Auguste and Clotilde were and are not forgotten and have been celebrated: Auguste Comte’s statue (with Clotilde), from 1902, can be found on a very prestigious place, Place de la Sorbonne.


Clotilde’s bust can also be found on Rue Clotilde Le Vaux, not far from Place de la Bastille.

There is also a Rue Auguste Comte, just behind the Luxembourg Gardens, a quite long street with a number of interesting buildings.


Both Clotilde and Auguste are buried at the Père Lachaise Cemetery, but not together. Clotilde’s grave, which Auguste obviously visited every day, has recently been transformed and for some reason the name you can now read is Marie de Ficquelmont. Her birth name was Clotilde Marie de Ficquelmont. It’s obviously a family grave. Her brothers were Maximilien Marie (a friend of Auguste who introduced Clotilde to Auguste) and Léonard Marie. The marble book which once was on her tomb in now to be found on Auguste’s grave, behind which you can also find a monument, a Magna Mater, by a Brazilian artist, Da Silva Oliveira, of course again with Clotilde, but also with medallions of Rosalie Boyer Comte (his mother) and Sophie Bliaux Thomas (his long-time servant). No trace here of his wife, Caroline Massin. They married in 1825, separated in 1842. They had some difficult years together.  It should perhaps also be added that Auguste during his marriage actually was at a mental hospital for a while, tried suicide (jumped from the Pont des Arts)… Auguste’s followers have obviously done their best to have Caroline Massin Comte forgotten.


7 comments:

Maria Russell said...

You leave me stunned, once again, with your encyclopedic culture and that enormous generosity of heart in wanting to share it with us!

This post is incredible!
As usual, you lead us to a past history of France in such entertaining and instructive way. What a privilege!

Thérèse said...

Toute une page d’histoire super intéressante. Un personnage qui reste énigmatique.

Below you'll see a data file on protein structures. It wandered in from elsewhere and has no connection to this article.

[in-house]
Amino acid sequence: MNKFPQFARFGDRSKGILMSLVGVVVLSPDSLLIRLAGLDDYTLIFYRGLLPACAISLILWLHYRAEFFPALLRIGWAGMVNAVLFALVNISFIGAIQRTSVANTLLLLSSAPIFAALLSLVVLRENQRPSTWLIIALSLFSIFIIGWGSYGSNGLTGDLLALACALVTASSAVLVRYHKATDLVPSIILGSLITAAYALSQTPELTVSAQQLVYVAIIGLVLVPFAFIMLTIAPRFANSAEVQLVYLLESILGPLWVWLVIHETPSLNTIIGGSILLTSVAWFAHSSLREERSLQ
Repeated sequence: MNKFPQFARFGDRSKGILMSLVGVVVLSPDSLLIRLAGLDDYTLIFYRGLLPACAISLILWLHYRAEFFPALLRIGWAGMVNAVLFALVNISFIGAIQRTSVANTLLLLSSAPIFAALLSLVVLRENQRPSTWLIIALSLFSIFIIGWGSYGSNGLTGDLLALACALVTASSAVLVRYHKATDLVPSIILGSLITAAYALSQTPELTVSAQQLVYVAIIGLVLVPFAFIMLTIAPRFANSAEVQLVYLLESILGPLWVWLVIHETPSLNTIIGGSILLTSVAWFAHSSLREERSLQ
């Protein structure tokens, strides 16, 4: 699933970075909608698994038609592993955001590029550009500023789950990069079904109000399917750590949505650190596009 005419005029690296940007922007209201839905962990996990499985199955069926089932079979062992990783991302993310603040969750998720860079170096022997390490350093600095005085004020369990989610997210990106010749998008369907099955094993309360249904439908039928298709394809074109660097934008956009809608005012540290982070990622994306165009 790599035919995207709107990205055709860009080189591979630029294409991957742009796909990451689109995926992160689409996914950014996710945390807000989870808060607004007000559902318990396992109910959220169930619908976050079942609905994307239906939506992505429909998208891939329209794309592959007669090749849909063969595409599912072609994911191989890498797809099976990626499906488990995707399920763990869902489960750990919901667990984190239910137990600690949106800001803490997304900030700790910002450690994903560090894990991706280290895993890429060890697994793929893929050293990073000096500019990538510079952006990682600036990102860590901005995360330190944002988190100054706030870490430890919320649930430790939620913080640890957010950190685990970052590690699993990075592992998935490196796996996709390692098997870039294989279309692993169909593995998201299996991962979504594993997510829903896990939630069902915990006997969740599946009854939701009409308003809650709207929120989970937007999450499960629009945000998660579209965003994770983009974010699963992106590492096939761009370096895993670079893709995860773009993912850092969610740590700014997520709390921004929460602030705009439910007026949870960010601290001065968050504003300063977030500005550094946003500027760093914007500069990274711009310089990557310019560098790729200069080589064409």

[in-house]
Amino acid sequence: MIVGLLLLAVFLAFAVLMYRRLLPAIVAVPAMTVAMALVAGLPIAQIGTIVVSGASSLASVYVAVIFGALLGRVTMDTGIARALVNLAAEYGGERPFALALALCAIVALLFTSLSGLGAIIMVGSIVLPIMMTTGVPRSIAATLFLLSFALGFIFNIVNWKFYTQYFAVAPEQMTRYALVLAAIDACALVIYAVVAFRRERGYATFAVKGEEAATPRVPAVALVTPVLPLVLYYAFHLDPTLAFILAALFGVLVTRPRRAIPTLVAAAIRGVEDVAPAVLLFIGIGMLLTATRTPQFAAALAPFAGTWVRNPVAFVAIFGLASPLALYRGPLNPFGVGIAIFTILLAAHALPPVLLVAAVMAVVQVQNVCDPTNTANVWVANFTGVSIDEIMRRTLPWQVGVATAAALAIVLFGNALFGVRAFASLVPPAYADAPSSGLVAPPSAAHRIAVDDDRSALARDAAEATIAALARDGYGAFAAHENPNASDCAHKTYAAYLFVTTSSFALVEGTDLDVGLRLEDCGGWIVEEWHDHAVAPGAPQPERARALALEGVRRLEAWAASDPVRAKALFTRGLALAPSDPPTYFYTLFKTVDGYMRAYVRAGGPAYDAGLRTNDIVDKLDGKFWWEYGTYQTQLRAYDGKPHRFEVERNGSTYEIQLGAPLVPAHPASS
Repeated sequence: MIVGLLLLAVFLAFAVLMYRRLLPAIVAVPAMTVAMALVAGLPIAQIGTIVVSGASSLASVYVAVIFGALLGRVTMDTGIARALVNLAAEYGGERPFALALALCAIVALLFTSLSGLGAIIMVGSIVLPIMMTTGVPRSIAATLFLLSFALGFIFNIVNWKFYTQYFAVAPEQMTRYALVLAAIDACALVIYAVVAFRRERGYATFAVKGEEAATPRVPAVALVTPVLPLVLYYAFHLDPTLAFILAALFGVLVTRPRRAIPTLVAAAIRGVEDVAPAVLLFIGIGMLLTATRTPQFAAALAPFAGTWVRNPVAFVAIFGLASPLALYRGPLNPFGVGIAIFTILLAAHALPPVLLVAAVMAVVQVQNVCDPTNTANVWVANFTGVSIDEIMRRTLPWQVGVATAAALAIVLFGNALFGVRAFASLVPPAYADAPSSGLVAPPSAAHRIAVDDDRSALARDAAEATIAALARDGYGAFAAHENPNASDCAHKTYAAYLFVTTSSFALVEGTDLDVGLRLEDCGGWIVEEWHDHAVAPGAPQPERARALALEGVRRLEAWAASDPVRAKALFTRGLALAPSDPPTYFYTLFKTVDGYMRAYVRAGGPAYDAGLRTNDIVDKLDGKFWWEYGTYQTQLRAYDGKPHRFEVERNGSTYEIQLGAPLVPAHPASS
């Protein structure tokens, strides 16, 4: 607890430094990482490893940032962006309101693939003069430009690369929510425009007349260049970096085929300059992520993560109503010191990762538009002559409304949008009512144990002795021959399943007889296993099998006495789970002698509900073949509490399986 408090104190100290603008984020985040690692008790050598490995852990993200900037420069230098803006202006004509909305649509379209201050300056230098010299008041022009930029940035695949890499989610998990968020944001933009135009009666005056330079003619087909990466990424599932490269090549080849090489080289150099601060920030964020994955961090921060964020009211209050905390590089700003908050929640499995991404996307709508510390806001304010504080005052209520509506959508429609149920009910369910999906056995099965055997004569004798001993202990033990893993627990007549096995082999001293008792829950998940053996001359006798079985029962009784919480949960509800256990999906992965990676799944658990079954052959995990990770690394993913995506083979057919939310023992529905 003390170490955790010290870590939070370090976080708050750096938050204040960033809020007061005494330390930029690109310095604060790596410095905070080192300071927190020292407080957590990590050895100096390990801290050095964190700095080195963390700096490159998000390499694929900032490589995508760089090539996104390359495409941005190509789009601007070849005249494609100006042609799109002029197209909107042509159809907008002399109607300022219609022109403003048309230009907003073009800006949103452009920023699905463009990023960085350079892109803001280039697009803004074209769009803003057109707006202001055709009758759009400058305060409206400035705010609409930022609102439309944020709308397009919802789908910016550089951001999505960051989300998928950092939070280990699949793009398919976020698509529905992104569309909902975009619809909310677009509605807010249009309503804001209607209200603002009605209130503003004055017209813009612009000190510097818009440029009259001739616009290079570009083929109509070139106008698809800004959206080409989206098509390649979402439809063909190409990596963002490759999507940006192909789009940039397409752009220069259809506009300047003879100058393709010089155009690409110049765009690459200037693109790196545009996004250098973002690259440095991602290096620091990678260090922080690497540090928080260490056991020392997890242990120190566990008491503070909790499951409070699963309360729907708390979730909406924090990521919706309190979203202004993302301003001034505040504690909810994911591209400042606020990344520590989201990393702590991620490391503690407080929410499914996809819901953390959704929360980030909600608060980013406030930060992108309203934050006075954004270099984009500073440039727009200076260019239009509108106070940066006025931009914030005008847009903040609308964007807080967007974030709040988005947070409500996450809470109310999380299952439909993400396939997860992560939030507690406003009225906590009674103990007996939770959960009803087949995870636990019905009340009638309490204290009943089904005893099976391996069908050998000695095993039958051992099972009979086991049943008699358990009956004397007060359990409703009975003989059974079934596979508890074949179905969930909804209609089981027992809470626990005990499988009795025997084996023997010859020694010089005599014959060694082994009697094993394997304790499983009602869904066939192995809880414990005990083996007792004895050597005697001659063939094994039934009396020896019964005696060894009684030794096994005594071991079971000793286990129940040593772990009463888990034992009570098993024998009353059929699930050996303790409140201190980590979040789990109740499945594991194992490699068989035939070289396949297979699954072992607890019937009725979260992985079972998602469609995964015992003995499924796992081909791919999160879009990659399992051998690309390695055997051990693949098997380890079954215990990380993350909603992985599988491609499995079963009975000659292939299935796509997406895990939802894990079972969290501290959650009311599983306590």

Anonymous said...

Encore une fois, merci Peter pour toutes ces connaissances partagées! Je n'avais aucune idée de tout ce que représentait ce nom d'Auguste Comte que je connaissais pourtant... Je verse une petite larme pour la pauvre Caroline Massin qui, après une vie commune assez compliquée avec cet homme, se retrouve rayée de la carte! Mais elle était peut-être fort désagréable après tout...
Rigolo aussi de voir que le Brésil et la Suède se "rencontrent" rue Payenne!

Michèle

WCCAwebmaster said...

Brilliant post! - I'm in love with Clothilde already!

Richard Ewen said...

This article, like many you write, has connected quite a few names familiar to me from my visits to
Paris, but all of them until now just a bunch of names I have run across in my walks. Your articles always make very interesting reading. Thank you.

Studio at the Farm said...

Amazing!!! How do you come to discover these subjects??? What a fascinating post, Peter! Thank you once again for all the most interesting information and all your great photography!!!
Kathryn

Alexa said...

I've probably passed by his statue in the place de la Sorbonne a zillion times—and never knew a tenth of what I've learned here from you!